Rodrick Steven Schubert, rod, is in the Master of Humanities program at the University of Colorado Denver, currently finishing his thesis. It examines the concept of Imperium Romanum as a managerial philosophy for large areal control which begins in a cosmopolitan worldview. Besides finishing up his thesis, Schubert is supplementing the initial certificate-required studies with additional GIS and digital content delivery course work. He holds a Bachelor of Arts degree from Metropolitan State University of Denver and is one-half of a parenting team that helped three young folks along as they found their way toward adulthood in our shared world. Anthony, Anna, and Michael are his truest joy.
Rod's interest and excellence lie particularly in literature, history, and design. In 2016, he and Professor Omar Swartz, Ph.D., J.D. gave an award-winning presentation, titled "Tradition and Transformation in Jane Addams’ New Federalism: Creating Community Sphere by Empowering Municipalities." This presentation, in 2019, was published as a book chapter in Activism and Rhetoric: Theories and Contexts for Political Engagement, edited by Jong Hwa and Seth Kahn, published by Routledge. Rod's philosophy is that learning comes about when we collaborate in the process of discovering the world around us, digital or otherwise, as a community of learners.
Integrating the Old with New: Giving New Life to Historical Maps Using Geographic Information Systems
Whether one is an historian, geographer, visual-culture specialist, social scientist, or other Humanistic discipline practitioner, maps are typically viewed as data-rich primary source artifacts. As an artifact, each map can provide a bounty of information which spatially contextualizes its content and how those extant during the map’s creation thought of their space. My interest for re-acquiring and then re-deploying through re-drafting historical maps is due to the rich data set they possess and how that data set is presented. Through faithful historical map re-creation one can harness the information processing power accessible through Geographical Information Systems’ Science. Doing this allows each map artifact a venue to become a living document. My developmental example is a map by Abraham Bradley, Junior (1767–1838), which carries the following title Map of the United States Exhibiting the Post-Road, the situation, connections, and the distances of the Post-Offices; Stage Roads, Counties, Ports of Entry, and Delivery for Foreign Vessels, and the Principal Rivers. These are links to the first two pamphlets concerning this on-going investigation and a slide-presentation for the first pamphlet, past cartographic practices: enquiry.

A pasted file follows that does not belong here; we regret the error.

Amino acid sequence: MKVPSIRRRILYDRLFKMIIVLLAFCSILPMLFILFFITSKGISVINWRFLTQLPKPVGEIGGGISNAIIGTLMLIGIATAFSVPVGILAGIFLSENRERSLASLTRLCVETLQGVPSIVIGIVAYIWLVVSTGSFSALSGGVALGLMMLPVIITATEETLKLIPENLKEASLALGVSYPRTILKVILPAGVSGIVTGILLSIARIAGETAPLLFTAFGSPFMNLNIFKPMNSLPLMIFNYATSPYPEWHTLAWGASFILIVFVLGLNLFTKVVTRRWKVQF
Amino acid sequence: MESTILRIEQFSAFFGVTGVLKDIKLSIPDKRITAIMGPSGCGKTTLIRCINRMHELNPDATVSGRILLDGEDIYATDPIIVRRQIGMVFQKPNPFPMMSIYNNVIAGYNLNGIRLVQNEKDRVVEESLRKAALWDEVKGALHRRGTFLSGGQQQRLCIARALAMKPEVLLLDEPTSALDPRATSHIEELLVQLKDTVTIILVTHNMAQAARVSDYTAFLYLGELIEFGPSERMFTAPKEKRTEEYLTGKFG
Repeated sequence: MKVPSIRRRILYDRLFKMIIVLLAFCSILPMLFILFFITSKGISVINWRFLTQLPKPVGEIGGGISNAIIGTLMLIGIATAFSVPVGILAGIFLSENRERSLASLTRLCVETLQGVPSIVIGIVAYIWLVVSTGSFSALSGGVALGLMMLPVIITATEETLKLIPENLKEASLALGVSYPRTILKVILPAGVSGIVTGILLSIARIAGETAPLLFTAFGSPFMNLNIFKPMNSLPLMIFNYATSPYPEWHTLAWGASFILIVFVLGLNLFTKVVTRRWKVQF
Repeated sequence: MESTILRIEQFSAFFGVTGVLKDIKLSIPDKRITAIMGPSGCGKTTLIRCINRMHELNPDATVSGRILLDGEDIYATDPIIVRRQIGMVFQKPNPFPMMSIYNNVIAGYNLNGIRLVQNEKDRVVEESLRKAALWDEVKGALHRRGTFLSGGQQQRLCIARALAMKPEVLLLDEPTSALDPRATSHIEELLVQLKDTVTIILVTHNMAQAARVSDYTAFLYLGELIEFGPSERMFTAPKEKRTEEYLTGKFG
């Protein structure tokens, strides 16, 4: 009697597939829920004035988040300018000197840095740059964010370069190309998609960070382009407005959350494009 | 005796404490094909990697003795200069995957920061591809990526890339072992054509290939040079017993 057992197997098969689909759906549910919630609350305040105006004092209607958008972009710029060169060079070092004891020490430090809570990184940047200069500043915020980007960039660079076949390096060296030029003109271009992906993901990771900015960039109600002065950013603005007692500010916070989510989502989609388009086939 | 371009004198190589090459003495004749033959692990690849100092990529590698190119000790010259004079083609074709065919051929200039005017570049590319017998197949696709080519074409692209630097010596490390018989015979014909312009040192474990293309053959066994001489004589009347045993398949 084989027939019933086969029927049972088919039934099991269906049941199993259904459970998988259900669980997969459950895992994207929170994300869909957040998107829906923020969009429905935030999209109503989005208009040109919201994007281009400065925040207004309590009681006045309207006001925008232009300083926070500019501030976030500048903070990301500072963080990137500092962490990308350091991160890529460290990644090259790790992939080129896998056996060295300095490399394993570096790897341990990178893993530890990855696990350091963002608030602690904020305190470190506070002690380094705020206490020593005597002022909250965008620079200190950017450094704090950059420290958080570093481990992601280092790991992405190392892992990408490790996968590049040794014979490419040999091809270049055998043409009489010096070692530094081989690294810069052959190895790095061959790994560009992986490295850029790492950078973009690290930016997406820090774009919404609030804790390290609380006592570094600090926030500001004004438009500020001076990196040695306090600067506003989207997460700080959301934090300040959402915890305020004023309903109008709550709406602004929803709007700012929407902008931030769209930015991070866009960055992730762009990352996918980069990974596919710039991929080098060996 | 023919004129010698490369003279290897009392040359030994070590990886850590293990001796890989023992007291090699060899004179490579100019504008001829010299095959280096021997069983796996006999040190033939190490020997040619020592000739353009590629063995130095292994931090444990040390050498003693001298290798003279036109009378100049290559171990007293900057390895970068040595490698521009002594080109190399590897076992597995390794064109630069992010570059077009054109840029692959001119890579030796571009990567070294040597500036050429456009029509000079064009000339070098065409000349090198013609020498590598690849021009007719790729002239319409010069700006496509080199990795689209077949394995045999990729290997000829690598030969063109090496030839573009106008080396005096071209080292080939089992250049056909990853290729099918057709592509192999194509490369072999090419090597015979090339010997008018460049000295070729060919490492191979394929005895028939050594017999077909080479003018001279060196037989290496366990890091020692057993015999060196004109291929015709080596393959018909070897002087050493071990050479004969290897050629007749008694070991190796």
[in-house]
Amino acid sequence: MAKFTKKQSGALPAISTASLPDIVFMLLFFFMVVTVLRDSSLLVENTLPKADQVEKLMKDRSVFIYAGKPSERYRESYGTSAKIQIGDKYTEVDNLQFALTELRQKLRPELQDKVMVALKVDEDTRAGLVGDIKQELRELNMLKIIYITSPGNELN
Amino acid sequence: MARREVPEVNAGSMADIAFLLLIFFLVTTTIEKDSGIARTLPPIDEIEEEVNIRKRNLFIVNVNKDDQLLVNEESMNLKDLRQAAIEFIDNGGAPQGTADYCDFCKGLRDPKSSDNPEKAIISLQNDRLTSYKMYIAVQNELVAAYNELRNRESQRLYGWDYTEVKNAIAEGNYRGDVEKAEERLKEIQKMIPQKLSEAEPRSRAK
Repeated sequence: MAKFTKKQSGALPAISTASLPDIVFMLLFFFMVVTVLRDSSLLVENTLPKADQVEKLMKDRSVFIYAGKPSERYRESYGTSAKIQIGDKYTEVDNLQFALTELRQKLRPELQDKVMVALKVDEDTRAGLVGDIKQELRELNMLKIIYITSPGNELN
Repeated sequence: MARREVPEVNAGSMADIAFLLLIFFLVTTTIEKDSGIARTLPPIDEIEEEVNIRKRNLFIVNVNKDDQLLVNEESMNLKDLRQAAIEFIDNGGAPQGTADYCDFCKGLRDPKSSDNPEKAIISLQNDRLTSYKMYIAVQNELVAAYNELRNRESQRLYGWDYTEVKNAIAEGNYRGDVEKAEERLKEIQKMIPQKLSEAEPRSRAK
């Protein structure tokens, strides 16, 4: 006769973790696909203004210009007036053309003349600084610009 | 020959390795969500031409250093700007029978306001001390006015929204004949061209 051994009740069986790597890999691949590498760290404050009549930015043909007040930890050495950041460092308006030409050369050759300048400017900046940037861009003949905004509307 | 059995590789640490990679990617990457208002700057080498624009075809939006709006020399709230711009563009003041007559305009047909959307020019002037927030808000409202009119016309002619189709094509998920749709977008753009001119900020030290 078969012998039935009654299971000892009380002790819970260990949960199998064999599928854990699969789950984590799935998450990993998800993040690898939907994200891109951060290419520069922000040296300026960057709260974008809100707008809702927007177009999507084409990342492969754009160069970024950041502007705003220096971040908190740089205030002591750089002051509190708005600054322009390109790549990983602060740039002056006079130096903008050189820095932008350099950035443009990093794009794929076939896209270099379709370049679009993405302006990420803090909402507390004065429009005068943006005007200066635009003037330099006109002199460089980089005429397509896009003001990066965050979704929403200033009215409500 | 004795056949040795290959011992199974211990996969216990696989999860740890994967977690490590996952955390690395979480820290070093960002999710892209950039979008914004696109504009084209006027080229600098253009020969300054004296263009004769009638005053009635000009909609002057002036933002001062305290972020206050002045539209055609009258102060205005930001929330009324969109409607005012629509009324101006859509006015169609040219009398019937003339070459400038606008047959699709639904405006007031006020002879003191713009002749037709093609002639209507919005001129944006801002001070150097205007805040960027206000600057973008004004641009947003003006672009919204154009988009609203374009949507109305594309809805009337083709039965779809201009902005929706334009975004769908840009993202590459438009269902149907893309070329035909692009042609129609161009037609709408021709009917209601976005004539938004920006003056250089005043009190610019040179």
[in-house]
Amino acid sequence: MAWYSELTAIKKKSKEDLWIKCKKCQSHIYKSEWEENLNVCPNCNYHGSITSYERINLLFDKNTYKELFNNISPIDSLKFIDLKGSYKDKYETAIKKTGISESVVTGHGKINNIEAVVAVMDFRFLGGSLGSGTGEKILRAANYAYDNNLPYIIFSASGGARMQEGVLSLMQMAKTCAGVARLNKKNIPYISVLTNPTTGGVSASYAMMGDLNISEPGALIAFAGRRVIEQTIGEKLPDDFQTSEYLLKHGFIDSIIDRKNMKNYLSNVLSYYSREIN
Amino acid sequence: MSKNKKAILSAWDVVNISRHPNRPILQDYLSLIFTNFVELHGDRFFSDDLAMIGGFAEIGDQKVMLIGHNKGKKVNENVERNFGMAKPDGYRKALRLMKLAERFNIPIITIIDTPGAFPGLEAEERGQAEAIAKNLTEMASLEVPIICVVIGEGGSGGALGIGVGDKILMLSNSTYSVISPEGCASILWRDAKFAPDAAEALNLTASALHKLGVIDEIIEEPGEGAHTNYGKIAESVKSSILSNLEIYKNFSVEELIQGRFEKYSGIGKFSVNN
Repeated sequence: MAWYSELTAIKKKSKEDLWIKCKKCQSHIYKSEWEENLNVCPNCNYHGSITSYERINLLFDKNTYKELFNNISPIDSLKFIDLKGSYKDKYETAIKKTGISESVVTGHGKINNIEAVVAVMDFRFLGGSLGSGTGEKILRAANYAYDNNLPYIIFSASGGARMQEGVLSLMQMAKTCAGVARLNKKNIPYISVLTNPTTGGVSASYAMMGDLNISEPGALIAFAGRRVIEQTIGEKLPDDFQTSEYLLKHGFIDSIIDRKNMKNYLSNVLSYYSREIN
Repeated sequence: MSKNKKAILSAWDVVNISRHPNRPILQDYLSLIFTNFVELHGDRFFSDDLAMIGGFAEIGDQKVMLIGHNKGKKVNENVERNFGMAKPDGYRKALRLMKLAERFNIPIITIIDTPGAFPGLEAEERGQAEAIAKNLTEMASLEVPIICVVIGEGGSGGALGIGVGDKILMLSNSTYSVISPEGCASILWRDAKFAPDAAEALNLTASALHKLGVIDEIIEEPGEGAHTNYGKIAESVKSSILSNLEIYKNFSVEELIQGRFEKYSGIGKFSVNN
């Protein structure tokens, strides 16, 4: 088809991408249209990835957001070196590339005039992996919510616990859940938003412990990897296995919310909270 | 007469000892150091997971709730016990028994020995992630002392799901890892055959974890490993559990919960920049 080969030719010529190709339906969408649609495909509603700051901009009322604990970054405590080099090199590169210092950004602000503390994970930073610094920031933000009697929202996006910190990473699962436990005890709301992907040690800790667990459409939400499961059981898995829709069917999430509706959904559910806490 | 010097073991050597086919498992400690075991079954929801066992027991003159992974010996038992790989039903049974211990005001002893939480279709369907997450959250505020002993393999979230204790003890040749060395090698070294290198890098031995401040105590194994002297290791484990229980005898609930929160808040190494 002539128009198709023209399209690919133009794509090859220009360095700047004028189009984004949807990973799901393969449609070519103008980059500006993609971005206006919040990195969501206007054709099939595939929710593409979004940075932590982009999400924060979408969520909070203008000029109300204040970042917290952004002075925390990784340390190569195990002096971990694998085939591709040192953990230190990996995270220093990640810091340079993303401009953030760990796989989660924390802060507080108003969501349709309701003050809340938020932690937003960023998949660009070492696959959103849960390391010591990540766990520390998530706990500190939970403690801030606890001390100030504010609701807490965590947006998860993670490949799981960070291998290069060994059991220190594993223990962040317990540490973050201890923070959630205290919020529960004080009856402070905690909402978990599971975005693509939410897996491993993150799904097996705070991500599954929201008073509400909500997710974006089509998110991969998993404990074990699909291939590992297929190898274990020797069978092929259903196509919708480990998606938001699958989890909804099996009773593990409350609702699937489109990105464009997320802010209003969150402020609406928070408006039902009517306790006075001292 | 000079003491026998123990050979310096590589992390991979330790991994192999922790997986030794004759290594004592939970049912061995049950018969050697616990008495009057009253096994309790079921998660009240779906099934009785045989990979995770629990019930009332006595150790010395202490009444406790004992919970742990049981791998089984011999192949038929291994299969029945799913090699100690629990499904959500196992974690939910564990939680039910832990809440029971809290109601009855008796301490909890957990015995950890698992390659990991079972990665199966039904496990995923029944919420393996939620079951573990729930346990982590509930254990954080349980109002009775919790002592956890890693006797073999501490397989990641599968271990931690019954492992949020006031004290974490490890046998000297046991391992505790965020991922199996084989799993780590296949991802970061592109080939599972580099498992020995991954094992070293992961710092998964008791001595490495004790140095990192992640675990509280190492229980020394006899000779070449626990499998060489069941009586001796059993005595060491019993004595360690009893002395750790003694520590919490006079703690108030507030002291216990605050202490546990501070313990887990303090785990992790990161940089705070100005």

- Click here to download and view a report of the exploration of this project
- Click here to download and view a report of the projection aspect of this project
- Click here to download and view the report in a powerpoint presentation
- Click here to download and view the written report
Atlas Proposal for Teaching Critical Political Geography through Historical Cartography